Lately I’ve been playing around with a theory. The theory is that the only way to become more trustworthy is to learn how to deeply trust. And deeply trusting means coming into relationship without an agenda. Wanting something to go away is the surest way to ensure that it sticks around. So that strategy ultimately works against us. The practice is therefore to learn to meet our experience without any ulterior motives.

Perhaps the reason I hold a view that I am not trustworthy is because ultimately, the ego that likes to think she’s in charge of my life, is not trustworthy. She’s the one with the ulterior motive and that motive is to be the ruler of my experience. There is an arrogance there that is subtle, but still operates within each of us. As practice deepens, we can become more sensetive to this kind of conceit and begin to also come into relationship with it in a new way. If we can see it for what it is, it won’t have as much power over us and in time, the less we identify with the stories it tells us, it will begin to dissolve.


Moving beyond acceptance and rejection

When the ego we’ve put our trust in begins to loosen its hold on us, what we begin to open up into is the awareness that supports all of our experience. This awareness is completely spacious and yet it holds us here. It is totally clear, and yet things appear to arise and pass away within it. It is totally sensitive, and yet nothing can taint or diminish it.

When we begin to open to this awareness as the basis of our true nature, a deep trust begins to also develop within us. This trust is no longer based on shoring up a sense of ourselves based on what we like and don’t like, but instead is based on neither accepting nor rejecting anything that arrises in our experience. Everything is allowed the space and time required to come into being and pass away, without any need to interfere at all.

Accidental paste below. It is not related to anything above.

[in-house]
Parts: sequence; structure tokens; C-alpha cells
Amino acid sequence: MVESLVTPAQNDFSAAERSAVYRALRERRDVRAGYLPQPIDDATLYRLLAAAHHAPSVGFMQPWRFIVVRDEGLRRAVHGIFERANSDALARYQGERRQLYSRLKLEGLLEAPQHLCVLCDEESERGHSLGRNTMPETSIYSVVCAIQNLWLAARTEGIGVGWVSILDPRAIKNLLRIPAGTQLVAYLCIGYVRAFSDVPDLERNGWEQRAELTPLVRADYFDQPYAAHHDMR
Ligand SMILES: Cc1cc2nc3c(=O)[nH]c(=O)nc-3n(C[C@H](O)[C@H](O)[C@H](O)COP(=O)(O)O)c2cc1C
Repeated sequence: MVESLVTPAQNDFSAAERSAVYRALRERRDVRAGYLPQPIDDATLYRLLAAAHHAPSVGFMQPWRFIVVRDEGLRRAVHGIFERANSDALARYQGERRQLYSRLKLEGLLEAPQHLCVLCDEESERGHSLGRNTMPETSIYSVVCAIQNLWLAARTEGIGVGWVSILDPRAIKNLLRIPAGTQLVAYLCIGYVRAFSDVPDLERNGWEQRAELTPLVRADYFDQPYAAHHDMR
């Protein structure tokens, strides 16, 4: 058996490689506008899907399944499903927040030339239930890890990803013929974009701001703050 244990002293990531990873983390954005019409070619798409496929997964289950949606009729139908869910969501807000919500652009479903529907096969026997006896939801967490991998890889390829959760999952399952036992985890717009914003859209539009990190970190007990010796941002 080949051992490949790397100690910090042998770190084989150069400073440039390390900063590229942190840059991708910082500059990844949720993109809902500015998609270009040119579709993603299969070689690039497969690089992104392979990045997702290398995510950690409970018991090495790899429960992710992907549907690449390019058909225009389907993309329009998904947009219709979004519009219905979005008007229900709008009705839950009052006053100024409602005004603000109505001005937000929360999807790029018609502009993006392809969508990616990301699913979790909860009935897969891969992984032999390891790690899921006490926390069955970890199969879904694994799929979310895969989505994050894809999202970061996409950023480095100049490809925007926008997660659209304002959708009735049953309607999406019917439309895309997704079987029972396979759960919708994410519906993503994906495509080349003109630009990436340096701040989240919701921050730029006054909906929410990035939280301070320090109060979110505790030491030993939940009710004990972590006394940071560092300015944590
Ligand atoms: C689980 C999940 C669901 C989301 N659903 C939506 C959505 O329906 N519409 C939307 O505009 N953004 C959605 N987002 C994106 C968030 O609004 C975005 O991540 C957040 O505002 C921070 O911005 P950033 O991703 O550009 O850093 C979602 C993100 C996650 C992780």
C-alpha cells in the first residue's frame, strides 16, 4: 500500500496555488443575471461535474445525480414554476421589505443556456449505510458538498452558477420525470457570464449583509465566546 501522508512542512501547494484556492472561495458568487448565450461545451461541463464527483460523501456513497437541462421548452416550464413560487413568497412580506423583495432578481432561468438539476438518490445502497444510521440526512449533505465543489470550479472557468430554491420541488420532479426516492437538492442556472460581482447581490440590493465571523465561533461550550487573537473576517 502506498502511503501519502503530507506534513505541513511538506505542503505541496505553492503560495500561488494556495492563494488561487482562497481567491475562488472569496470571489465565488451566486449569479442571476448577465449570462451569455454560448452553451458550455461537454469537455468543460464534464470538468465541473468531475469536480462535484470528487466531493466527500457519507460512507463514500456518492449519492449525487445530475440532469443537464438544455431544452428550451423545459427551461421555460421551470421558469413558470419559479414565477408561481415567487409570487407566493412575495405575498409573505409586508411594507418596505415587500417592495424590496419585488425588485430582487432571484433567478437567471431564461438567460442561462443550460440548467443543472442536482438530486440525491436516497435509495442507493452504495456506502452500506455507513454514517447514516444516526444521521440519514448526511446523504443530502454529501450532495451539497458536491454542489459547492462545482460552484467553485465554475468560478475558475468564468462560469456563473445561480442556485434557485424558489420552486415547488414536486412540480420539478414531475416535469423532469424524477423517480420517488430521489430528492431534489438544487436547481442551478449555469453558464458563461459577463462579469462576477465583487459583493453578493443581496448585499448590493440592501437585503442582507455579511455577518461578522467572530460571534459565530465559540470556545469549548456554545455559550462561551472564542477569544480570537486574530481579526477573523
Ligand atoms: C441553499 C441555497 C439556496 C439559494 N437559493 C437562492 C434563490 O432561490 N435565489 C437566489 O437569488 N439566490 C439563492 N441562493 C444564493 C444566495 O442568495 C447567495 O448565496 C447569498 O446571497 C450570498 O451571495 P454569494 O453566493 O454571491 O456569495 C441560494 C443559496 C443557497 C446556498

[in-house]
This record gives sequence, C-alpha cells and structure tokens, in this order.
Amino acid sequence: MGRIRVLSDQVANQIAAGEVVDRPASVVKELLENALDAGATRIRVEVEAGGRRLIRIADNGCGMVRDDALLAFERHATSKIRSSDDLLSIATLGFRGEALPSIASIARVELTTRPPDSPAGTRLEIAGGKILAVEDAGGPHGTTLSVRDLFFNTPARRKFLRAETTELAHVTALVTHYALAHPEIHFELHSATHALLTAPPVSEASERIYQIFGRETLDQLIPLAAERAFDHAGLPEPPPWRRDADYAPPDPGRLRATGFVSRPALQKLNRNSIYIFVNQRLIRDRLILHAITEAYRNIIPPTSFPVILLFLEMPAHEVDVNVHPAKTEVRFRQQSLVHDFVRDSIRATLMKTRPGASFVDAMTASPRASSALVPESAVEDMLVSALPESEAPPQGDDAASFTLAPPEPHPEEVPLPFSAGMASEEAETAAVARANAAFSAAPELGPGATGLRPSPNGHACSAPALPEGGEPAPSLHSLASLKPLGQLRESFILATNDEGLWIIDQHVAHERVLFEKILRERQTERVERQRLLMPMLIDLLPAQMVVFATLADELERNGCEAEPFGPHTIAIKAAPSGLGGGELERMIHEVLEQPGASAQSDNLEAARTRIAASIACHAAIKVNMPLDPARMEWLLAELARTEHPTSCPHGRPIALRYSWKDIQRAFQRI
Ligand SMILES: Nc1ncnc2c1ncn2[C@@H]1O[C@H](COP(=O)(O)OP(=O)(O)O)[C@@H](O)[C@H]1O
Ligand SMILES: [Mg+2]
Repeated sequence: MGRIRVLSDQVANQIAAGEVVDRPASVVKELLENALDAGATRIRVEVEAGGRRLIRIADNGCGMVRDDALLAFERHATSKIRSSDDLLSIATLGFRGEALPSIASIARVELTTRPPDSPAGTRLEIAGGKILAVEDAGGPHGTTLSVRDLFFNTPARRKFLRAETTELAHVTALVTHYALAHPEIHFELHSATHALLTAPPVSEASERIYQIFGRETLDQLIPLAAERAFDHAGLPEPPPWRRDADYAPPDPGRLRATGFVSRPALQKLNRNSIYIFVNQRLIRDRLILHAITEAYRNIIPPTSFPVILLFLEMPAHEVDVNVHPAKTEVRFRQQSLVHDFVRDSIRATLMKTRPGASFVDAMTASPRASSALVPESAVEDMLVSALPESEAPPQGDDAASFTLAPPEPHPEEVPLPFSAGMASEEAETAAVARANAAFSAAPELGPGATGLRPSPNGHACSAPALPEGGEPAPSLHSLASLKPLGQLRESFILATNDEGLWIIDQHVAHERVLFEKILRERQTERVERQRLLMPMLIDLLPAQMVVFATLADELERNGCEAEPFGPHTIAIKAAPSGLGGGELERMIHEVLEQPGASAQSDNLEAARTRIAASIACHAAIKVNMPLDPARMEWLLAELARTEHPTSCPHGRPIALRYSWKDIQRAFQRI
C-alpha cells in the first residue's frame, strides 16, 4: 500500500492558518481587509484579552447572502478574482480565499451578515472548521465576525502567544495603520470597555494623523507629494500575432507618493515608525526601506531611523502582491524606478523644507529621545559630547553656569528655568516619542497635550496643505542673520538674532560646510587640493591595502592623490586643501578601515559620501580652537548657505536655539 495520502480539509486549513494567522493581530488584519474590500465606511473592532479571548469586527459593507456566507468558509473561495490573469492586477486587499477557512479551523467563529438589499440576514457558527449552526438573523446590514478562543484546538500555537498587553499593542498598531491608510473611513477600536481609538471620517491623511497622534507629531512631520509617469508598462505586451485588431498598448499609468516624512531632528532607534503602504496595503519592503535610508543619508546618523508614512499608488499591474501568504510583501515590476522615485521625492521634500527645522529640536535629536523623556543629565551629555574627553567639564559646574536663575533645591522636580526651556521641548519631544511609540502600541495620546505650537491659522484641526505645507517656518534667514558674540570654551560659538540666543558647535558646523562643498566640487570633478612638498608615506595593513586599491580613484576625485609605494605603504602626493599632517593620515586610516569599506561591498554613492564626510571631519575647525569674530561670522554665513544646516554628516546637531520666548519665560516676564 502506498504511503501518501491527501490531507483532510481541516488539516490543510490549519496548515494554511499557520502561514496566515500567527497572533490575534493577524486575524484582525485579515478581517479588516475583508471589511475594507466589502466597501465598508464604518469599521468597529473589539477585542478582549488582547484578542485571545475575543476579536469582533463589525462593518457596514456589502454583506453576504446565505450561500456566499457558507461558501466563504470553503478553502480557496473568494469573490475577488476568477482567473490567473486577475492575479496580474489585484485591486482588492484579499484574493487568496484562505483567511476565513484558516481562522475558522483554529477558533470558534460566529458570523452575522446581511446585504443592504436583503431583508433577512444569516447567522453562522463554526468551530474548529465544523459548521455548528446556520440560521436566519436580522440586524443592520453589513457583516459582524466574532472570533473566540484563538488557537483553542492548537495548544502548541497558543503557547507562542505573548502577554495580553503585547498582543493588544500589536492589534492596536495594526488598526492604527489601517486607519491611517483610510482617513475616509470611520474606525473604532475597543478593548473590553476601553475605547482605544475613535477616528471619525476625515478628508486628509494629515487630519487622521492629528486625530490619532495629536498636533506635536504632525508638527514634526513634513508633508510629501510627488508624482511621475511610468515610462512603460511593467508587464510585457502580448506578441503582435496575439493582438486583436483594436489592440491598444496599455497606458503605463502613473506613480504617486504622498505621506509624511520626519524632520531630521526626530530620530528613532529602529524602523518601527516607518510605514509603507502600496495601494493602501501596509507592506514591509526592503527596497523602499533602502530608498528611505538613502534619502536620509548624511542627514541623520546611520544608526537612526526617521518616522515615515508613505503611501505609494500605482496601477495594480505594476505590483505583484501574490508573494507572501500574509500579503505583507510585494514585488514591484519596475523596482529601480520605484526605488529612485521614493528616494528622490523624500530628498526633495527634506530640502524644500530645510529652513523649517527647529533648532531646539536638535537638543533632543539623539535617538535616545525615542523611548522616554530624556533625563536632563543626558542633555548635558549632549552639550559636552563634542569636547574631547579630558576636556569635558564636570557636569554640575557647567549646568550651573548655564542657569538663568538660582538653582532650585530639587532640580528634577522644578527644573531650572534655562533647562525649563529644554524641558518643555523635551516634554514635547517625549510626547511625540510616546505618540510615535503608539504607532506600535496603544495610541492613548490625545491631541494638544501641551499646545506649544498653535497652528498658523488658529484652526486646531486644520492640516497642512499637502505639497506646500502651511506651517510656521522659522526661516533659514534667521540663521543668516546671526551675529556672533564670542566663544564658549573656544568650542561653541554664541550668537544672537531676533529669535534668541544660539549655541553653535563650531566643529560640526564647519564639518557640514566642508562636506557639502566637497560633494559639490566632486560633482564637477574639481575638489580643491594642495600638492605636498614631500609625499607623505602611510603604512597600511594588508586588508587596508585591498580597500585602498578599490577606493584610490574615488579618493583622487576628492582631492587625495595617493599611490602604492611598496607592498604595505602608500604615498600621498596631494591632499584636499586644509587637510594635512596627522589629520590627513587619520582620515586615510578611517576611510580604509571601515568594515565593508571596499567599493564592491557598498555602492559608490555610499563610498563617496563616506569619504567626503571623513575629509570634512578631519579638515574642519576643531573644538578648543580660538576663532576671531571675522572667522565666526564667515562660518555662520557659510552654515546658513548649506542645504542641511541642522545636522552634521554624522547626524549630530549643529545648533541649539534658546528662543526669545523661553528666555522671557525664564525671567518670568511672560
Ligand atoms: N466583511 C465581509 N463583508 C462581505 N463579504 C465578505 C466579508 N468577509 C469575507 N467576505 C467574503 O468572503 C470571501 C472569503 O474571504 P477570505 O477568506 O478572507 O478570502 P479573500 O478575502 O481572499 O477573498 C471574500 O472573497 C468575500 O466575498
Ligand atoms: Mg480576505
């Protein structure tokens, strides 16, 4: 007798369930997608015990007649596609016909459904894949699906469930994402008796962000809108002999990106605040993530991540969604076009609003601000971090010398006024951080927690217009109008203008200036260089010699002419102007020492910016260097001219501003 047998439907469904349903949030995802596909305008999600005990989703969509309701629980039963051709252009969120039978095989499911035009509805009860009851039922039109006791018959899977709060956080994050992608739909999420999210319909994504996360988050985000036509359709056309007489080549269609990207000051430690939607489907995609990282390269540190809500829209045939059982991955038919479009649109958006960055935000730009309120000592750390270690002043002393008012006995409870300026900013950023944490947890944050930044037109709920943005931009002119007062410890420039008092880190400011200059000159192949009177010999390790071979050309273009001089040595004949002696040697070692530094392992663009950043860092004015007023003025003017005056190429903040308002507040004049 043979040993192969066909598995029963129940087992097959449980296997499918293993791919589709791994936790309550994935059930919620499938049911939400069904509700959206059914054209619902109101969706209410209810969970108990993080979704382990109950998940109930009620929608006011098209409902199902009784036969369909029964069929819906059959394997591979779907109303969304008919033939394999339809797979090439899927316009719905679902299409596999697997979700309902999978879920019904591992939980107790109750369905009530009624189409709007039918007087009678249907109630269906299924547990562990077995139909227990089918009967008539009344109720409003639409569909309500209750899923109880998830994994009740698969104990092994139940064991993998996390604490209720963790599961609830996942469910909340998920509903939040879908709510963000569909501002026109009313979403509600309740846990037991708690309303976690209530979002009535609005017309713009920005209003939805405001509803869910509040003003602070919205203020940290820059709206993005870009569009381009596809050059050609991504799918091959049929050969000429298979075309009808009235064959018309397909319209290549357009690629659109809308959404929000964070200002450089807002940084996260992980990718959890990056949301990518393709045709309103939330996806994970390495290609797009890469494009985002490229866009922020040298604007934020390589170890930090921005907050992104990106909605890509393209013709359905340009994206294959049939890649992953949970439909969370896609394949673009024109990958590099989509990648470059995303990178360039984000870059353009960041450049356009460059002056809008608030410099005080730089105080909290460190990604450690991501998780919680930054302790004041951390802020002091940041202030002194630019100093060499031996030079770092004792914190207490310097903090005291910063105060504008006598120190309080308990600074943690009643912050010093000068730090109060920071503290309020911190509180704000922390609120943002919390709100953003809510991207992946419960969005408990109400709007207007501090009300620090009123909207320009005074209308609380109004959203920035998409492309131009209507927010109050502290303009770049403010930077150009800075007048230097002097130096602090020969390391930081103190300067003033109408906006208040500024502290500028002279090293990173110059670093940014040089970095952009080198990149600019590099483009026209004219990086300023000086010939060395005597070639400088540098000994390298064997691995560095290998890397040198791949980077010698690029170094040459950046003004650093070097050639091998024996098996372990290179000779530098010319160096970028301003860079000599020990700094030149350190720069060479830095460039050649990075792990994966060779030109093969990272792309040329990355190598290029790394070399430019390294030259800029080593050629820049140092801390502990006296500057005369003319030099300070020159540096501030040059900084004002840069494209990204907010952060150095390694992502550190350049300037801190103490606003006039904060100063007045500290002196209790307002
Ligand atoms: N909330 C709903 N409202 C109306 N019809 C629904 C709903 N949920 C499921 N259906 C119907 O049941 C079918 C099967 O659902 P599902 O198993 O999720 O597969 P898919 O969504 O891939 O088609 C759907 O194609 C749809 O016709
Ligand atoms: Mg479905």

The gift of confidence

As we learn to deeply trust ourselves, we can also begin to more deeply trust others. And when we are able to deeply trust others, they are also more able to deeply trust themselves. This is a gift we can give each other, a deep and unwavering confidence in our innate capacity to meet our experience fully and transform ourselves in the light of that awareness.

When we’ve done our own inner work to meet all of ourselves without agenda, we are in a much stronger position from which to come into a relationship with others that is also free of an agenda. We stop trying to take advantage, control others, decide what’s best for them, or give advice. Instead, we can come into relationship from a place of confidence that, given the right conditions and support, each person has it within themselves to find their own way towards freedom.

This ‘agenda-less’ way of relating is based on curiosity, rather than any false sense of knowing. It is based in mutual respect, a kind of respect that goes beyond seeing ourselves as better than, less than or even equal to others. It relies on a deep inner confidence that whatever we meet in another person, we have already, or could at any moment, meet within ourselves. Therefore, there is nothing to judge, nothing to fix, and nothing to reject in the other person.

I believe deeply that in order to be truly trustworthy, we must each find our own inner integrity and then share it with others through exemplifying this radical way of relating. It is only in relating to ourselves and others so openly that we will begin to create a culture of trust where all of us can fully discover ourselves and our deepest potential and have the confidence to live from that place.

Singhashri8 Comments